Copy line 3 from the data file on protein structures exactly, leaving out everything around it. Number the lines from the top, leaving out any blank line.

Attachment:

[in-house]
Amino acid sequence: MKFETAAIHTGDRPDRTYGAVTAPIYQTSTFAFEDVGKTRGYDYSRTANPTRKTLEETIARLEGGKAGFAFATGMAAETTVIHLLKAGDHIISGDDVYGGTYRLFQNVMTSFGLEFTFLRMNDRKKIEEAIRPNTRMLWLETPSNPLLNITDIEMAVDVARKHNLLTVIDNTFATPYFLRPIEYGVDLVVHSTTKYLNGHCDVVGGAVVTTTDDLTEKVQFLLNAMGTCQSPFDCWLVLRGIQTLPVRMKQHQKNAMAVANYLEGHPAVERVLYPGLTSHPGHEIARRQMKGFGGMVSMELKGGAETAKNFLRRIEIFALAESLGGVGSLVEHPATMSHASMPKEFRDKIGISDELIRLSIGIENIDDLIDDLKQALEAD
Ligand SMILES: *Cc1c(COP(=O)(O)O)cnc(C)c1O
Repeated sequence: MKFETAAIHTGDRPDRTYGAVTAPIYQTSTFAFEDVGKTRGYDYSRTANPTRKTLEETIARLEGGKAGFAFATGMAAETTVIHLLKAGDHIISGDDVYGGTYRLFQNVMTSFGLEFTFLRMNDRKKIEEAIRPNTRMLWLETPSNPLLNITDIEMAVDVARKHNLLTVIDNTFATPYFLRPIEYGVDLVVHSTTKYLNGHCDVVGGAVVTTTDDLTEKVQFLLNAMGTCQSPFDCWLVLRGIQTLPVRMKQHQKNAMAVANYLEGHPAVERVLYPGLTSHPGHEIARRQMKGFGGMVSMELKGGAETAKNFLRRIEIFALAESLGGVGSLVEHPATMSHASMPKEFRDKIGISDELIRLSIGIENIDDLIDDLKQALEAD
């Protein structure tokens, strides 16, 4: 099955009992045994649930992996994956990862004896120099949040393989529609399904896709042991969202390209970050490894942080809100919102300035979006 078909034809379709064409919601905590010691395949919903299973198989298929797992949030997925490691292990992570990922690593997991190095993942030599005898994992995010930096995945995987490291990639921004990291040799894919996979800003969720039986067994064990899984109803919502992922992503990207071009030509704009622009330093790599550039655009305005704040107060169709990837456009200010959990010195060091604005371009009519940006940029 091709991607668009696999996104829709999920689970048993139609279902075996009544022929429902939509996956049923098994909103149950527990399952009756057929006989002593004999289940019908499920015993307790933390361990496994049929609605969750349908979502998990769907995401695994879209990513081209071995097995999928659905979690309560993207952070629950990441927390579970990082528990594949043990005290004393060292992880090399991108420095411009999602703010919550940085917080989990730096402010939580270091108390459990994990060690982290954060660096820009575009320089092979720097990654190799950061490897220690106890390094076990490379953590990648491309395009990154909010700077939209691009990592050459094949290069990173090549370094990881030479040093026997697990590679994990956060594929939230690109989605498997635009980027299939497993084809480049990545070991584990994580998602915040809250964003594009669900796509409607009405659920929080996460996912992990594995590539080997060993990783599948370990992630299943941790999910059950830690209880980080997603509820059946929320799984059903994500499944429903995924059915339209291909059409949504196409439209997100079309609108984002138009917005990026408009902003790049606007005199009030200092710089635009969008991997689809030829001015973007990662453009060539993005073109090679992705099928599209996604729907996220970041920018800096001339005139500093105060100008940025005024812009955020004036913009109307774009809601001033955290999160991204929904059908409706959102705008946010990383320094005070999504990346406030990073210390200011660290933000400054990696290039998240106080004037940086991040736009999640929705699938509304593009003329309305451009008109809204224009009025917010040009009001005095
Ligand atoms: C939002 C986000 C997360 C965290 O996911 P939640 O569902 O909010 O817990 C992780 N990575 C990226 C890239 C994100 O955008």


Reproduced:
Ligand SMILES: *Cc1c(COP(=O)(O)O)cnc(C)c1O